Korea Ginseng Corp.’s CheongKwanJang HongSamWon, a ginseng drink (Korea Ginseng Corp.)
Ginseng can help boost the effectiveness of flu vaccines used on mice, and is also helpful in protecting respiratory organs, Korea Ginseng Corp.’s research institute said Monday.
According to a study by KGC’s Korea Ginseng Research Institute, ginseng intake increases the protective effect of vaccines compared to when the vaccine is used alone.
The Korean ginseng company also cited research dubbed, “Protective Effect of Korean Red Ginseng Extract on the Infections by H1N1 and H3N2 Influenza Viruses in Mice,” published in the Journal of Medicinal Food in 2012.
In the research, virus-infected mice that were given both vaccination and ginseng extracts showed higher survival rates than those that were given only the vaccine, when they were exposed to H1N1 and H3N2 influenza viruses.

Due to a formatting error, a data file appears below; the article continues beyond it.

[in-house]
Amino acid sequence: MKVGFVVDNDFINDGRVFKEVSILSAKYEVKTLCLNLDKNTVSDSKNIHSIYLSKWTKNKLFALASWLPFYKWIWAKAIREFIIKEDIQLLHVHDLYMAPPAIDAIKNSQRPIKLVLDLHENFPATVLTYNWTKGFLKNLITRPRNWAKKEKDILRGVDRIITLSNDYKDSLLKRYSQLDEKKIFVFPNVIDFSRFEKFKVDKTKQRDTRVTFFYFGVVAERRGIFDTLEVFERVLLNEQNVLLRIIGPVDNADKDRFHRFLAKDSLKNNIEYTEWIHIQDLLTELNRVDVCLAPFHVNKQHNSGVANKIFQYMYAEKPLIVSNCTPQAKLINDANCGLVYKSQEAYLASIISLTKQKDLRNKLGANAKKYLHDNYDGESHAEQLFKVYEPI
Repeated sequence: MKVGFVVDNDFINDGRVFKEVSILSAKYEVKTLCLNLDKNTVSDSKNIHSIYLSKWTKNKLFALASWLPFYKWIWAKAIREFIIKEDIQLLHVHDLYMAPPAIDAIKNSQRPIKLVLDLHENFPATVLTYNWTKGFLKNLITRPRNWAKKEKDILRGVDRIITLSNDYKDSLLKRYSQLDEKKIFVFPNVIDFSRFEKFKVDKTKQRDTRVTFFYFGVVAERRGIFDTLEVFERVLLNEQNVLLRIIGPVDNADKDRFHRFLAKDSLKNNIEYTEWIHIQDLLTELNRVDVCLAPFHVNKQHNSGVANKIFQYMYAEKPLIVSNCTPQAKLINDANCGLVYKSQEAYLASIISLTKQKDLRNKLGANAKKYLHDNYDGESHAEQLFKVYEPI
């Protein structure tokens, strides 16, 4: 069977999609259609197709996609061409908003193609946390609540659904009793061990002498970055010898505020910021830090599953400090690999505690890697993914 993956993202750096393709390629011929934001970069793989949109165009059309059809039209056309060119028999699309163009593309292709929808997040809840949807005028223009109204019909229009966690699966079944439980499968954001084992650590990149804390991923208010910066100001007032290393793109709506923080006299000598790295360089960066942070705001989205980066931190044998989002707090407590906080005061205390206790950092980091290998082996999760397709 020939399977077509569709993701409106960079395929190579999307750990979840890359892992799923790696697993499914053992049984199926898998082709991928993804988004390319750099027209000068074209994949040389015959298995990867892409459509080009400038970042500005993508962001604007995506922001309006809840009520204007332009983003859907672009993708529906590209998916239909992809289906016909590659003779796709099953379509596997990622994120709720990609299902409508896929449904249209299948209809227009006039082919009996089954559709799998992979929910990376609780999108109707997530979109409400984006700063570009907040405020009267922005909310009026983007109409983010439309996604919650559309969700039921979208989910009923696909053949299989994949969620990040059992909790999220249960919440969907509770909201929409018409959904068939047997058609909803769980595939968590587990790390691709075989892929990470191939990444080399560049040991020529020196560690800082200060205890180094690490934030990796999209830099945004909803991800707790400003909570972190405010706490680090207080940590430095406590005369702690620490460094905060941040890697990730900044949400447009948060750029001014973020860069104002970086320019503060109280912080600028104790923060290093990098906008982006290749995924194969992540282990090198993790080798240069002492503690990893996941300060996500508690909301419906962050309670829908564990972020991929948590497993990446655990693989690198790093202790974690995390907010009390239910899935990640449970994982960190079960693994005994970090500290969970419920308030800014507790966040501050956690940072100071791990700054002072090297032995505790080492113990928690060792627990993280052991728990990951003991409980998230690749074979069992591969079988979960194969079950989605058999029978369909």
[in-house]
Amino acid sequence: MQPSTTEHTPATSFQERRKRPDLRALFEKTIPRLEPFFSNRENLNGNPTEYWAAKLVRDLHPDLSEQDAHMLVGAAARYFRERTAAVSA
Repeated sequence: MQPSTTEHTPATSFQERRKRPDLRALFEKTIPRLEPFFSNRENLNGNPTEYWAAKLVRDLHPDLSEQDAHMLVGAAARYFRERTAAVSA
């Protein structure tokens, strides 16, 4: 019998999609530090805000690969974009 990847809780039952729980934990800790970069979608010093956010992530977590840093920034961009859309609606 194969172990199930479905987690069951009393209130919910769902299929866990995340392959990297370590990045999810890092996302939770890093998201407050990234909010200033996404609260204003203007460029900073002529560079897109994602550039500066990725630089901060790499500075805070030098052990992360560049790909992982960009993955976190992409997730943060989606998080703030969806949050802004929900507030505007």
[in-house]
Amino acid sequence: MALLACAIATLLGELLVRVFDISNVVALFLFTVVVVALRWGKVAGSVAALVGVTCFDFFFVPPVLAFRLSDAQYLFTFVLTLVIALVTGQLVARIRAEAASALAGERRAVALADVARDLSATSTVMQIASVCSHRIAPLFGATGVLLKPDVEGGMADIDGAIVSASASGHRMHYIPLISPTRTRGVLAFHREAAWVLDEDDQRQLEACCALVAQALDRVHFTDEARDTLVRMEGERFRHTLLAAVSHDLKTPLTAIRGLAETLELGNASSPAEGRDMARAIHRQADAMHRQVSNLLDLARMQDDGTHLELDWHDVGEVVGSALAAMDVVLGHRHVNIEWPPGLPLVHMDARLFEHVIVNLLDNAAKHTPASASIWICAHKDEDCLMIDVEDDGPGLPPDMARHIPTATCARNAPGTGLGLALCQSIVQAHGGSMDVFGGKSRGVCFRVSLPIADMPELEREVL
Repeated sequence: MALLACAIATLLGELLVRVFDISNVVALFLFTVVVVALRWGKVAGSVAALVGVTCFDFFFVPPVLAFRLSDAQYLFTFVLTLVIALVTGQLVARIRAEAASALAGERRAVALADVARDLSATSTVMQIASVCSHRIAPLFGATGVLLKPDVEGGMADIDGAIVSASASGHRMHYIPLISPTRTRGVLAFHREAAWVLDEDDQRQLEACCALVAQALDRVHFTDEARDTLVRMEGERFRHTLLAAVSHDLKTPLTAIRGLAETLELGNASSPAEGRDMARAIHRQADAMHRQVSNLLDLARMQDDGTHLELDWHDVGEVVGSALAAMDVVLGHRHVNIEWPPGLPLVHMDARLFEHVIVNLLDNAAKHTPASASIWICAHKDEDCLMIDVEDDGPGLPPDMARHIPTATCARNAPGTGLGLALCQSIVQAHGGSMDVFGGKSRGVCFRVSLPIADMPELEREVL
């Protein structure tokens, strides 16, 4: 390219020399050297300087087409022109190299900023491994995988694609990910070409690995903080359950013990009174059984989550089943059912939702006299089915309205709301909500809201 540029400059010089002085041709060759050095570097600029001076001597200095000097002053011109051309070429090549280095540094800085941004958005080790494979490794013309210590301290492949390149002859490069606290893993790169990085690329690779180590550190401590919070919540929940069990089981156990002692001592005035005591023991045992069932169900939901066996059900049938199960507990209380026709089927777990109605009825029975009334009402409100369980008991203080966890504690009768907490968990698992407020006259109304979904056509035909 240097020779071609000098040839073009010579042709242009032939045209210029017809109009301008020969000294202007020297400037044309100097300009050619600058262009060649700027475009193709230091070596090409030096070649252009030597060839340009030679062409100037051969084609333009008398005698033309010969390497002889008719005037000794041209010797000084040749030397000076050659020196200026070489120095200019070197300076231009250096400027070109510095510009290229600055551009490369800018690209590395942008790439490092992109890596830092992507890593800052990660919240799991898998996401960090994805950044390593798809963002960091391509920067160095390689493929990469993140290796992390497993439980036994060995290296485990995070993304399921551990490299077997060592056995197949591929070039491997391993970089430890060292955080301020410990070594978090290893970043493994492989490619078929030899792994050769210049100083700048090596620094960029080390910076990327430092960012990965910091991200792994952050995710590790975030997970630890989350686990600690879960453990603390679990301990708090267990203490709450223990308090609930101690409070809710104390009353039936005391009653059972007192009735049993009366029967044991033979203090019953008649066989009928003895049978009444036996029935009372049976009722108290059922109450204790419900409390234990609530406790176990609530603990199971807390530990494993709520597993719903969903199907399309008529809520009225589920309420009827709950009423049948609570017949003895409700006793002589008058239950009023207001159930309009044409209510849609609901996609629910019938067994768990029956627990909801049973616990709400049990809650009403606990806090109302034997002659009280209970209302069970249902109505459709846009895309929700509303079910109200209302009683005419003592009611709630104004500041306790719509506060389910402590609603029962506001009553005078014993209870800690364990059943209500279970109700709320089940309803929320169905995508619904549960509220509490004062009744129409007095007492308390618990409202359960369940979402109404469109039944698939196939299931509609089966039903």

The paper said naive mice that were infected with virus mixed with red ginseng extract showed significantly enhanced protection, lower levels of lung viral titers and interleukin-6, when compared to control mice having virus infections without red ginseng extracts, indicating an antiviral effect of ginseng.
Following these research results, KCG’s research institute said it would continue to conduct clinical tests to determine ginseng’s effects against viruses.
In 2020, KCG signed a memorandum of understanding with the International Vaccine Institute to cooperate on immune booster development and supply 12 different types of ginsenosides extracted from its ginseng products CheongKwanJang, the company added.
“Ginseng consumption increased in Korea after the COVID-19 pandemic broke out, as people seek to boost immunity and maintain health,” Kim Yang-jin, a global division chief at KCG said.
“Korean ginseng is exported to many countries around the world, including the US, China and Japan, and is contributing to health.”
By Jo He-rim (email@example.com